1

I need for the 5th column in a delimited text file to be reduced to just the first 5 characters. All other columns must remain unedited.

Input:

file1.txt    column1      column2      column3     column4      column5
123456789    123456789    123456789   123456789    123456789

I would like the output to look like:

output.txt    column1      column2      column3     column4      column5
123456789    123456789    123456789   123456789    12345

Note: I happen to use commas as the delimiter.

  • 1
    This doesn't look like a CSV file as commas/semicolons are missing. Are those tabs between the values?. Can this table have quoted values with newlines like a CSV file? In general you cannot use text-processing tools on CSV, you need a real parser except for not so realistic simple cases. Never more than 5 columns? If not what about alignment? – Anthon Nov 11 '14 at 14:38
  • I can change the delimiter to whatever is needed. I just typically use commas. The example I provided is obviously just a visual representation of what I am looking for, not an actual CSV. If it would make the question easier, I could easily update the table, but I guess I assumed someone would have a quick command off the top of their head. – cmart2112 Nov 11 '14 at 14:41
  • For real CSV files, you need to use Perl or Python with an appropriate library, otherwise you'll break the file. If this is a simple subset of CSV (no quoted values, no newlines in values, etc.) you should clearly indicate that, then simpler solutions with awk/sed etc can be given. – Anthon Nov 11 '14 at 14:46
2

If file.csv looks like this:

123456789,123456789,123456789,123456789,123456789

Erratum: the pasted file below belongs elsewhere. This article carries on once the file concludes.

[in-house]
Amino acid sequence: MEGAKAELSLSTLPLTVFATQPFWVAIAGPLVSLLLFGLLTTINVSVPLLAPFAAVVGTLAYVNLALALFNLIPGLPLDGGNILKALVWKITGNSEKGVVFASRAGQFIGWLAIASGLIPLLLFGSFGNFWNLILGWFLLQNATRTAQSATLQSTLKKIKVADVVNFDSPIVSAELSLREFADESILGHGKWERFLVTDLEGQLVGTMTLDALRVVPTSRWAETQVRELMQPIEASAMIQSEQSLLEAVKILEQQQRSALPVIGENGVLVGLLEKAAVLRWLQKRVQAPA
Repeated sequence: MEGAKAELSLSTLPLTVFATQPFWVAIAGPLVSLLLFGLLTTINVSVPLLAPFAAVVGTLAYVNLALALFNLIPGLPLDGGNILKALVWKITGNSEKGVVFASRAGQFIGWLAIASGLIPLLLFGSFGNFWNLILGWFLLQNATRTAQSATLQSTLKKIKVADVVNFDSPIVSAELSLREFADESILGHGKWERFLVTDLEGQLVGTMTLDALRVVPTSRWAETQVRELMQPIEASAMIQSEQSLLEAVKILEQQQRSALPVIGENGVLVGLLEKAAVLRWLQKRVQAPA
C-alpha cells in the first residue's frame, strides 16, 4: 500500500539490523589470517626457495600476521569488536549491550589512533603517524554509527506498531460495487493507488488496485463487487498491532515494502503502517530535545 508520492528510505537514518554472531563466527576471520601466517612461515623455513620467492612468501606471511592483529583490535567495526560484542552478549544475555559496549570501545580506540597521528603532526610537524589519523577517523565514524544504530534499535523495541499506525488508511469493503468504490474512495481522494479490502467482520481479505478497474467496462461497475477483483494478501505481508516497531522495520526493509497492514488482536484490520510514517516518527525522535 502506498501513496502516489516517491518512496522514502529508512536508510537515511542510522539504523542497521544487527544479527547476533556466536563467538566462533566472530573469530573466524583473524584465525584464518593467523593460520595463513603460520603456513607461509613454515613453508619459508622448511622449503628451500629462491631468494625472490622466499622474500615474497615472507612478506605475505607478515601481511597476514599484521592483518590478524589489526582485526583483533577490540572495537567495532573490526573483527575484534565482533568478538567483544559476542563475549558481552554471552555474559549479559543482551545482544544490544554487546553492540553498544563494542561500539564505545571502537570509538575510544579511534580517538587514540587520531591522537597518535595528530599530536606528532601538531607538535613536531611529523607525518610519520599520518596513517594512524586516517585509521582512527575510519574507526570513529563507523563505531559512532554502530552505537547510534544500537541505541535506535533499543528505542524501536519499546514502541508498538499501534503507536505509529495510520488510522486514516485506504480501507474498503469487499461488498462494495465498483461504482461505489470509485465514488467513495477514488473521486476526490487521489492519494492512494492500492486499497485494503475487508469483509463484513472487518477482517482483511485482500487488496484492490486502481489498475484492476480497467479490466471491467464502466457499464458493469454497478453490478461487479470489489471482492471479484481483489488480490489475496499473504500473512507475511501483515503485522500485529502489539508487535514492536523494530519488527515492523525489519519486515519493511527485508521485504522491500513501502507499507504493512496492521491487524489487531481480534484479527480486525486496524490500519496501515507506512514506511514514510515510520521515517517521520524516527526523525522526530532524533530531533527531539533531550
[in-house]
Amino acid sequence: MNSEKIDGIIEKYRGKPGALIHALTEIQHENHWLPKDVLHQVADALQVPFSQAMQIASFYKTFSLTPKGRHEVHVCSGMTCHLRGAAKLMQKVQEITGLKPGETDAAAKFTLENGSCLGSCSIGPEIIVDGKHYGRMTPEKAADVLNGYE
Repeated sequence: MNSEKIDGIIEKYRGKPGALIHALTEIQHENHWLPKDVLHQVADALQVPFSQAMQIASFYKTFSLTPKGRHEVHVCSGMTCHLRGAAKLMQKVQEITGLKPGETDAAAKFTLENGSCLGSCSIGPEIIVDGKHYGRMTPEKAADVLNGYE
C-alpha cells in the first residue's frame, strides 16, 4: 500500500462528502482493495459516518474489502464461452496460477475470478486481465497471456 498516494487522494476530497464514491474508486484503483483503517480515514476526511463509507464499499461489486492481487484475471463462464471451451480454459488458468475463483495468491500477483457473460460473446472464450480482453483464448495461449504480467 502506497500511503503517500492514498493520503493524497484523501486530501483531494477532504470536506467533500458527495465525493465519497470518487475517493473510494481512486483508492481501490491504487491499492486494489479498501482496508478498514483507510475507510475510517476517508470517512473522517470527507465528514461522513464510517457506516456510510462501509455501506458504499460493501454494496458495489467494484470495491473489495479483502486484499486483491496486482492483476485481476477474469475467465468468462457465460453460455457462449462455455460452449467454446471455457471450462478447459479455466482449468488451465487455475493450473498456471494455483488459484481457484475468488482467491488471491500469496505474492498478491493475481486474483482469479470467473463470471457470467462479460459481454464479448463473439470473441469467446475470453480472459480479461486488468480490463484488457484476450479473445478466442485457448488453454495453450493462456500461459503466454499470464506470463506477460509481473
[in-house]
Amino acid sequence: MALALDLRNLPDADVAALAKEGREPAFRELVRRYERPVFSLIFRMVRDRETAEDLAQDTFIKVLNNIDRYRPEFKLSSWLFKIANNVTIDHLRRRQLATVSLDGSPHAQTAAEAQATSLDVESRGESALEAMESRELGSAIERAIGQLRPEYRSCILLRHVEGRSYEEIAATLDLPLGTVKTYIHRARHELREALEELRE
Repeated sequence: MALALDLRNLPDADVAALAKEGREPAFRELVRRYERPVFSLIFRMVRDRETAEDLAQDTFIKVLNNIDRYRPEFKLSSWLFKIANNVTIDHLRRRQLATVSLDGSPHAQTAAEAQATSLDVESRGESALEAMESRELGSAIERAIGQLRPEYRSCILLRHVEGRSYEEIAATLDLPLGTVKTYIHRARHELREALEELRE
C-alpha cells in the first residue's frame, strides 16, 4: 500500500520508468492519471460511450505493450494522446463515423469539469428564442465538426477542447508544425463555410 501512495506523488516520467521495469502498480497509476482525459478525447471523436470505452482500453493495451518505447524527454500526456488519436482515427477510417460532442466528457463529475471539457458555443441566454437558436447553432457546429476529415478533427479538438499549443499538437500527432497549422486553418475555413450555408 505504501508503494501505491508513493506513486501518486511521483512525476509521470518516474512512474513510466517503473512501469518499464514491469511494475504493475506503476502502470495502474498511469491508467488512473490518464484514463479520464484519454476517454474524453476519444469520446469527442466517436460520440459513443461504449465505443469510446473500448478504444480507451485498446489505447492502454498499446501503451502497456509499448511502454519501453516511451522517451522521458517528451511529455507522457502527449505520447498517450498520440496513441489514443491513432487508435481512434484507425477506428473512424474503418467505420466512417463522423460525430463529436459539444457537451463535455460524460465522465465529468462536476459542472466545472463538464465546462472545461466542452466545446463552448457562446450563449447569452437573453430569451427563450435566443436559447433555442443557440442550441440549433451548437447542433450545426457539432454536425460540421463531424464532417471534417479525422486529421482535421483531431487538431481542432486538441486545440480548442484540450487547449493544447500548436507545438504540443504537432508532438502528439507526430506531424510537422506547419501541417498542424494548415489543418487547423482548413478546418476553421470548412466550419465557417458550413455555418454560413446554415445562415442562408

123456789,123456789,123456789,123456789,223456789
123456789,123456789,123456789,123456789,323456789
123456789,123456789,123456789,123456789,423456789

Then, you can do:

$ awk -F, '{print $1","$2","$3","$4","substr($5,1,5) }' file.csv
123456789,123456789,123456789,123456789,12345
123456789,123456789,123456789,123456789,22345
123456789,123456789,123456789,123456789,32345
123456789,123456789,123456789,123456789,42345
  • 1
    You can do it more portable awk -F, -v OFS="," '{$5=substr($5,1,5)}1' – Costas Nov 11 '14 at 15:11
  • 1
    To pass 1 line with headers just modify awk -F, -v OFS="," 'NR>1{$5=substr($5,1,5)}1' – Costas Nov 11 '14 at 16:42
1

If all the values are simple (no quotes and newlines in a value) and if they are comma separated, like:

123456789,123456789,123456789,123456789,123456789

and if there are always 5 such values on a line, you can use sed:

sed '2,$s/\(.*\),\(.*\),\(.*\),\(.*\),\(.....\)\(.*\)/\1,\2,\3,\4,\5/' input

The 2,$ assumes you have a header that is comma separated as well (and that its fifth column should not be truncated), if that is not the case leave it out.

  • If all first columns have fields more then 5 symbol length you can make script more portable sed 's/\([^,]\{5\}\)[^,]*/\1/5' < input – Costas Nov 11 '14 at 14:59
  • To edit above variant to work with any length fields sed '2,$ s/\([^,]\{,5\}\)[^,]*/\1/5' < input – Costas Nov 11 '14 at 15:07
1

Or awk:

For white-space delimited:

awk 'NR==1 { print; next} {print $1, $2, $3, $4, substr($5,1,5)}'

For comma delimited:

awk 'BEGIN {FS=","} NR==1 { print; next} {print $1, $2, $3, $4, substr($5,1,5)}'

For slightly better CSV splitting and assuming GNU awk:

awk -vFPAT='[^,]*|"[^"]*"'  'NR==1 { print; next} {print $1, $2, $3, $4, substr($5,1,5)}'

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